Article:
This experience includes one-on-one instruction, performer “secrets,” and interaction with the show’s horses and artists, which holds a particularly magnetic appeal for children. “They spend the ‘day’ with us. They get lessons. We do hair, makeup, costumes.”  And, they get to be in the show. “We get kids who have never been on a horse before and others who compete in horse shows,” says Reynolds. Typically, around 8 years old, participants have ranged from 4 to adults.

            An immersion into life behind-the-scenes and on stage, participants can choose specialty riding (bareback!), trick riding, or a “combo” package with both. Advance measurements sent to Arabian Nights’ wardrobe department ensure that costume options will be ready and waiting, when the countdown to show time begins. But first, budding performers get accustomed to the production setting, starting with lunch in the arena with Reynolds during rehearsals, great for getting to know the artists. An in-depth barn tour and familiarization with Arabian Nights 50+ horses and stable procedures, pave the way for afternoon lessons in the arena.

“We’ve got 14 breeds of horses in the show–amazing stallions, great mares, and national champions,” reflects Miller, who’s devoted his life to sharing horses with millions of visitors, since founding Arabian Nights www.arabian-nights.com in 1988. “People want to know what it’s like to work with these horses.”

To schedule the Performer for a Day experience, contact Jason Temple, Arabian Nights account executive for pricing, information, and reservation details at (407) 589-2411 or Jason@arabian-nights.com

Flying Horses

Here’s the rest of Rachael Kraft’s fascinating article. Just think about how horses are transported around the world for shows and races the next time you’re coaxing one into your trailer.  I’ve met a few transporters on the Black Stallion movies, which was very interesting for me, but only one small job on their list. You can imagine the responsibility of moving multimillion dollar horses from one race to the next! Movie stars – no big deal!
Always more to see & do at ;   www.theBlackStallion.com

And now for the rest of the story …

 Traveling inStyle

By: Rachael Kraft *Representative of Double D Trailers:  Horse Trailer Manufacturer since 1997 with emphasis on research, design, product improvement and horse safety through creation of safer technologies. Owned by Brad Heath.

For humans, we have the choice of car or truck…train or bus…economy or first class.  Wherever we go, we’d like to get there quickly, comfortably, and without a lot of hassle.   Some horses travel just as much or more than the typical person and they have the added challenge of weighing close to a ton!  Whether the horse is an elite athlete, a show performer or a beloved pet, they still have the ability to travel in style.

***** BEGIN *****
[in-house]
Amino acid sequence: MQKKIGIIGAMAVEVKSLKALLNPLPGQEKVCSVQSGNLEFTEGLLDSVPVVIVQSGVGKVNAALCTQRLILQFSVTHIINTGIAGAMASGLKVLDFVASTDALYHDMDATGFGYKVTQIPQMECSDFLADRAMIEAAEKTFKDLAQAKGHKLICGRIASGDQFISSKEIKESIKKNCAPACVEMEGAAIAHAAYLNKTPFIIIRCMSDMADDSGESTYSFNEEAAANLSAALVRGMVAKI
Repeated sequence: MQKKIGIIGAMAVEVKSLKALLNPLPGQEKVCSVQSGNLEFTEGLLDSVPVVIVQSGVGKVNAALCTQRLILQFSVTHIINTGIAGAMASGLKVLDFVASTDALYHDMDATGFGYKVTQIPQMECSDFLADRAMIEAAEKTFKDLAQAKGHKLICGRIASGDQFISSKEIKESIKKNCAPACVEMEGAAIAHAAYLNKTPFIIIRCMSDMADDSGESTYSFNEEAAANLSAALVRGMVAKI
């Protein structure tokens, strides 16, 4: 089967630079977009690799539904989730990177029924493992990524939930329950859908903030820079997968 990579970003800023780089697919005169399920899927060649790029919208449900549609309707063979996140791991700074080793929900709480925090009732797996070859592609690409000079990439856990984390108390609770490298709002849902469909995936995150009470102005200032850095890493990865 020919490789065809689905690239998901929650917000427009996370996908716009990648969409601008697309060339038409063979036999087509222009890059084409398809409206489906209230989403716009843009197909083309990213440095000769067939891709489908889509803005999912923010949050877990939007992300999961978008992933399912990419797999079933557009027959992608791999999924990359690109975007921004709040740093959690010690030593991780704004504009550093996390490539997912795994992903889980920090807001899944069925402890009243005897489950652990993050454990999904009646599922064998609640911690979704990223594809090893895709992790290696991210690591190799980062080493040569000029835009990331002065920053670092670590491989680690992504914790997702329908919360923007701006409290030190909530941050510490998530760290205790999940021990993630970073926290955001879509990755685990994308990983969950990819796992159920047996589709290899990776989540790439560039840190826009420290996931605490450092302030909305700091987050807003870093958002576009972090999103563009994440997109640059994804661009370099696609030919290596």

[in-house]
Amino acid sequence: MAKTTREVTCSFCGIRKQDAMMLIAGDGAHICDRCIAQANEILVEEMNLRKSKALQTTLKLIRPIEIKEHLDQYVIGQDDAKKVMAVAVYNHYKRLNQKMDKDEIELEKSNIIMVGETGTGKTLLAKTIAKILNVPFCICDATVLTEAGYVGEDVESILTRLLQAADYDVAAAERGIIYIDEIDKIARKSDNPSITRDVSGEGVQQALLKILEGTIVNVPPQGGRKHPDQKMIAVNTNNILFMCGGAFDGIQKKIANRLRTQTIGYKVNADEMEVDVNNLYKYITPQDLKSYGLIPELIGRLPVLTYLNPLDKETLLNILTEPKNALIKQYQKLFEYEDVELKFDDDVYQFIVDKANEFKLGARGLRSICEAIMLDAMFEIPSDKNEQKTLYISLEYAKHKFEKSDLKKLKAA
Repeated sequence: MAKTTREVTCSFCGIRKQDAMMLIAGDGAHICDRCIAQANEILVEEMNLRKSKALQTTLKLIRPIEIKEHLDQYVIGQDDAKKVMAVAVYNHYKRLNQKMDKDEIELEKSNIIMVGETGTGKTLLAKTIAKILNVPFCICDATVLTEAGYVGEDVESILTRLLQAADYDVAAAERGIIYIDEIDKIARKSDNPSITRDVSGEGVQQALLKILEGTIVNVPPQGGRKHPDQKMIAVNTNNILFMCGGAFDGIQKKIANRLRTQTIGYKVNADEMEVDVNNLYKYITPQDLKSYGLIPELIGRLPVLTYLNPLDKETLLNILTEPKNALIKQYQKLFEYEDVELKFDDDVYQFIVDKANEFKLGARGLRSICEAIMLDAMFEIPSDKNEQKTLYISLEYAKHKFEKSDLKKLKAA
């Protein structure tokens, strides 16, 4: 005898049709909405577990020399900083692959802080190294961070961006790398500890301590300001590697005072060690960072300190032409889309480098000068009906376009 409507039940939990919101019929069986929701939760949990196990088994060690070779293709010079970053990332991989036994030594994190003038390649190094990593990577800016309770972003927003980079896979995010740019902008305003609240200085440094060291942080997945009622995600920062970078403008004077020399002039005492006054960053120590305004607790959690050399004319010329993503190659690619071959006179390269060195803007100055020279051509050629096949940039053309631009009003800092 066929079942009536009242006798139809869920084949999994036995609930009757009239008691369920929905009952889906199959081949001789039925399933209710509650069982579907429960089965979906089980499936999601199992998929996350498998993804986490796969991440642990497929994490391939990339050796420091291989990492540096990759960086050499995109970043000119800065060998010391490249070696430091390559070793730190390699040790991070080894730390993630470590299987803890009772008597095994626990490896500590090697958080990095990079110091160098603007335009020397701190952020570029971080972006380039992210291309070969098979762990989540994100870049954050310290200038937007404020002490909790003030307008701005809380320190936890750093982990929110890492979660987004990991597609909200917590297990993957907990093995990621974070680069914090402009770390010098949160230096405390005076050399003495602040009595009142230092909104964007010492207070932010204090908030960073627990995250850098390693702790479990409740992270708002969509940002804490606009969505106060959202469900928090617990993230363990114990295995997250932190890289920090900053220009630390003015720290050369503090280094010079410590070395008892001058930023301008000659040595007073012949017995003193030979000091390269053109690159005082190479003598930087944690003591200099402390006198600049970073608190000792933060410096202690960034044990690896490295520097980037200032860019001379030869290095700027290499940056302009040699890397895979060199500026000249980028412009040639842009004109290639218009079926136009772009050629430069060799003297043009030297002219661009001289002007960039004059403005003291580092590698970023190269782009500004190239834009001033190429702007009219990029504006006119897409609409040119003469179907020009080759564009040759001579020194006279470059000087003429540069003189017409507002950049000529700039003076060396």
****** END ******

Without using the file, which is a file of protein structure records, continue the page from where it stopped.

In the horse world, the most recent example of horses traveling in style is the group of talented three-year-olds competing in this year’s Triple Crown.  This prestigious set of three grueling races starts in the rolling hills of bluegrass state with the Kentucky Derby.  The horse Orb gave us a thrilling victory at the 2013 race and many hoped he would be a three-win contender.  His hopes were dashed when he was defeated at the second race, The Preakness, held at Pimlico Racetrack in Maryland.  Only one more race remained, and fans across the nation were eagerly awaiting the Belmont Stakes on Saturday, June 8 where Orb got a chance to meet his rival Oxbow in the 1 1/2 mile challenge. 

Many spectators forget what a terrific challenge the Triple Crown is for a young horse.  After all, they are only three-years-old.  In many other horse disciplines, a horse this young would barely be starting the training for their sport.  For a racehorse, they are expected to be at their very best.  Each of the races is a physical and mental stress on the animal and there are only days between each of the races.  In addition, the horses need to travel hundreds of miles, settle into a new stable, and prepare on a new racetrack. 

It’s not surprising that Orb’s trainer, Shug McGaughey considered not racing his colt in the Belmont after a fourth place finish at the Preakness.  Lucky for us, he announced that his colt would definitely race on Saturday.  He made this decision after Orb ran a good workout last Sunday morning1.  In the end, the exciting showdown between Orb and Oxbow didn’t matter.  A 15-1 longshot named Palace Malice beat them both to the wire!  Oxbow came in 2nd and Orb came in 3rd.  Nothing is every predictable in the world of horseracing. 

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Derby winner Orb arrives at Pimlico for Preakness5.